Endovascular Management of Hemorrhage in Patients With Head and Neck Cancer

David D. Morrissey, MD; Peter E. Andersen, MD; Gary M. Nesbit, MD; Stanley L. Barnwell, MD; Edwin C. Everts, MD; James I. Cohen, MD, PhD
Arch Otolaryngol Head Neck Surg. 1997;123(1):15-19. doi:10.1001/archotol.1997.01900010017002.
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Objective:  To present selective endovascular embolization as a therapeutic alternative to surgical ligation in the management of hemorrhage in patients with head and neck squamous cell carcinoma.

Design:  Retrospective chart review of patients with head and neck cancer and significant hemorrhage who were treated with selective endovascular embolization.

Setting:  A university medical center.

Patients:  A total of 12 patients, aged 26 to 72 years, with 13 episodes of hemorrhage were treated at Oregon Health Sciences University, Portland, between November 1991 and January 1996.

Intervention:  All patients underwent angiography with selective endovascular embolization at the interventional radiology suite using a combination of endovascular balloons, platinum coils, and microparticles.

Outcome Measures:  All charts were reviewed for diagnosis, treatment, factors that may have contributed to hemorrhage, bleeding site, therapeutic measures, control of hemorrhage, postembolization course, complications, and number of hospital days.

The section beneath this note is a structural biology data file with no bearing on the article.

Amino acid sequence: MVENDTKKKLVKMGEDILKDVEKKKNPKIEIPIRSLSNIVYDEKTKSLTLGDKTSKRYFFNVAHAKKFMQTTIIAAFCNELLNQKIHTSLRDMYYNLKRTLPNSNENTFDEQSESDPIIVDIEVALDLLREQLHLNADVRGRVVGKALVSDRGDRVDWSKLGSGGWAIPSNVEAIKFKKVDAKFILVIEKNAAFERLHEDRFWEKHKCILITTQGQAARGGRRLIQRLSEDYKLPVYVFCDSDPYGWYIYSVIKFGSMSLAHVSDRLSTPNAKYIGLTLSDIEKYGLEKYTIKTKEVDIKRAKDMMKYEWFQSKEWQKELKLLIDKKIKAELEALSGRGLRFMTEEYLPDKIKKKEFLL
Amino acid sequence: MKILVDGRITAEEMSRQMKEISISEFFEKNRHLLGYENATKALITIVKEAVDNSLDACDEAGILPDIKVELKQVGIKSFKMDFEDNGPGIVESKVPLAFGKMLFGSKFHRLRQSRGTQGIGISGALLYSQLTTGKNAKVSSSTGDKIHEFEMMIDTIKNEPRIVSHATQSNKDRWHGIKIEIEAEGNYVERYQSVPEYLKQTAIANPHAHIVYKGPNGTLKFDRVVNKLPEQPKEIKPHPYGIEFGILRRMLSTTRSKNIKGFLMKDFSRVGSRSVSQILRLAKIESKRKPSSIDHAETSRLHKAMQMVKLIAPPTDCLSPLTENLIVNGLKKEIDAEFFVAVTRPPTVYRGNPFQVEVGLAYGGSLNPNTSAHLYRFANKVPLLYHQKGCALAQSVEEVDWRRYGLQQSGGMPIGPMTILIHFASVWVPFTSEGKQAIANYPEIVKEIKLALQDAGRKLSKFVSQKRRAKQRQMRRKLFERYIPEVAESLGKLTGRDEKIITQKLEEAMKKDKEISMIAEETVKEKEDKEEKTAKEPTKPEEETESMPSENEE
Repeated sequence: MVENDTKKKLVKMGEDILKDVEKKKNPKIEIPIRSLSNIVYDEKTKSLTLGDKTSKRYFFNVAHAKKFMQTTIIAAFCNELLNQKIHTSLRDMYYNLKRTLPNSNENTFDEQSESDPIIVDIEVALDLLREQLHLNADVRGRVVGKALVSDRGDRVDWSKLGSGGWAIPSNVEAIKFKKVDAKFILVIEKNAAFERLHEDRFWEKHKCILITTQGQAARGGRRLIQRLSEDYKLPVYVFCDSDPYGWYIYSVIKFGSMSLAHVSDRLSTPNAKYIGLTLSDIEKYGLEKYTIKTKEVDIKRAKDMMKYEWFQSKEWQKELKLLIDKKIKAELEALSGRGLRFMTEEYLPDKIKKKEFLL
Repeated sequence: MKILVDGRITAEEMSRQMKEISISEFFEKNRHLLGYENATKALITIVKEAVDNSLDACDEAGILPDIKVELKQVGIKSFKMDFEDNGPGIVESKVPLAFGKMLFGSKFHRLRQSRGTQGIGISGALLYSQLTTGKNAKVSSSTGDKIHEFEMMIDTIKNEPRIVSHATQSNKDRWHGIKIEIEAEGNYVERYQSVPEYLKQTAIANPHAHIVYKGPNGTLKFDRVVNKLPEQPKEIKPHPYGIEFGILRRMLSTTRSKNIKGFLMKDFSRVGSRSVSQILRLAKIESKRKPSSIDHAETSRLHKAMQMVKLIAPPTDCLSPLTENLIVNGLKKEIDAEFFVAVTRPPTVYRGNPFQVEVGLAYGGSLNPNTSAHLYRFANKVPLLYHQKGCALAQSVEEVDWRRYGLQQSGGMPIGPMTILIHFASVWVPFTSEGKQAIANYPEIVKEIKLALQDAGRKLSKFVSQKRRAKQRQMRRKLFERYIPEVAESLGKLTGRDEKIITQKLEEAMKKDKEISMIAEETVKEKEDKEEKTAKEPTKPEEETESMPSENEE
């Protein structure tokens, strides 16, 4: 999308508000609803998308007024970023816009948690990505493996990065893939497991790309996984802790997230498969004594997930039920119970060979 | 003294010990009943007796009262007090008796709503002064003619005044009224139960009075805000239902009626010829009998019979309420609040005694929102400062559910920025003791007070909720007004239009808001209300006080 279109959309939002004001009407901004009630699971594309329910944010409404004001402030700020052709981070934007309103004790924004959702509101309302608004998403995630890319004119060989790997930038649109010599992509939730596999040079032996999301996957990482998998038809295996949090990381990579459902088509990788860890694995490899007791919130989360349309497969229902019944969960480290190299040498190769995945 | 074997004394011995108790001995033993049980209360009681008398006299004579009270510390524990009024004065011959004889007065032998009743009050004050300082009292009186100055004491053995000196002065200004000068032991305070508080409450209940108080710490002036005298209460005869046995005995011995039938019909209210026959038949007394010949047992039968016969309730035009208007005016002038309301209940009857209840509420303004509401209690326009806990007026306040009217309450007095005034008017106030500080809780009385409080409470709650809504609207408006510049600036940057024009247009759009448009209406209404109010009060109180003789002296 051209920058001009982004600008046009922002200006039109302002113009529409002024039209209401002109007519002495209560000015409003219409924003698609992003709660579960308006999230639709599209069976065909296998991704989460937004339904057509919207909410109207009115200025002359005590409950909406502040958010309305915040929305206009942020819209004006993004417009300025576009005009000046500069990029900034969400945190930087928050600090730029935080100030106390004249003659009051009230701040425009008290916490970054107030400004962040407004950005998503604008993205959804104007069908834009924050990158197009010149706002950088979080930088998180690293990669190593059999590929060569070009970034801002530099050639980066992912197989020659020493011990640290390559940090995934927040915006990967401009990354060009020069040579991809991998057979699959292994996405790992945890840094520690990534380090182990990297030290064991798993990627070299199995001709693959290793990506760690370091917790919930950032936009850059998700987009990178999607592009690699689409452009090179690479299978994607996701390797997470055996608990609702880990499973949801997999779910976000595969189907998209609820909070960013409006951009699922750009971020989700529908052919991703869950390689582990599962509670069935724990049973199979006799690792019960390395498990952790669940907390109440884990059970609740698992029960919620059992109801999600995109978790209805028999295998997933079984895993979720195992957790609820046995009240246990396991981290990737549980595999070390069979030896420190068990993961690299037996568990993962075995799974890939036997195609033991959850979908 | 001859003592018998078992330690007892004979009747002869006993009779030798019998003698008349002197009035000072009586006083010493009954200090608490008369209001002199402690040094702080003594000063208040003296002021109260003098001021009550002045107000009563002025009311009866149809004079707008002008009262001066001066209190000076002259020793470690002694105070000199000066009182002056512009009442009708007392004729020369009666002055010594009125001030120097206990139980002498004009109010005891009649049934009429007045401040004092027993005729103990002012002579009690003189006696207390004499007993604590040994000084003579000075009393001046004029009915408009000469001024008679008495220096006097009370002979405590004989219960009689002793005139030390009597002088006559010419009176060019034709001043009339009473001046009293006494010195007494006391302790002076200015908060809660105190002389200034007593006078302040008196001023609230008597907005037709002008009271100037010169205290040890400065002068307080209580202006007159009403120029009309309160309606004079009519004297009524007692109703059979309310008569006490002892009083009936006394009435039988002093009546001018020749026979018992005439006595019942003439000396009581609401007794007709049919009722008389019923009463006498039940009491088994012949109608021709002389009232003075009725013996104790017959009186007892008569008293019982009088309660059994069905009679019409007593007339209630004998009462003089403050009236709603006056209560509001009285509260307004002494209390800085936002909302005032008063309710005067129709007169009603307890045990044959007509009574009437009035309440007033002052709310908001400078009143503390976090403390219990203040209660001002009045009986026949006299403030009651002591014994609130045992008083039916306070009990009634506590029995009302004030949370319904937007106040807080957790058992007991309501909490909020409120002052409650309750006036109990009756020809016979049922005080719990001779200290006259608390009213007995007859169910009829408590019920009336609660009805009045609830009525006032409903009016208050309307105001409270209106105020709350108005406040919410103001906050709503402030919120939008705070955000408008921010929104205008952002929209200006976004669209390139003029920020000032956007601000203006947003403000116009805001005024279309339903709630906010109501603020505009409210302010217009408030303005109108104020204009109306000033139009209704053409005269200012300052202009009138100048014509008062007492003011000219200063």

Results:  The cause of the bleeding was tumor in 5 patients, pharyngocutaneous fistula in 4 patients, radiation necrosis in 3 patients, and postoperative complication in 1 patient. Bleeding arose from the common carotid artery in 4 patients, external carotid artery and its branches in 8 patients, and internal jugular vein in 1 patient. Hemorrhage was successfully controlled in all patients; a permanent left-sided hemiplegia and facial weakness developed in 1 patient. There were no recurrences of hemorrhage. All patients were discharged from the hospital.

Conclusion:  Angiography with selective embolization is a safe and effective alternative to surgical ligation for control of hemorrhage in patients with squamous cell carcinoma of the head and neck.Arch Otolaryngol Head Neck Surg. 1997;123:15-19


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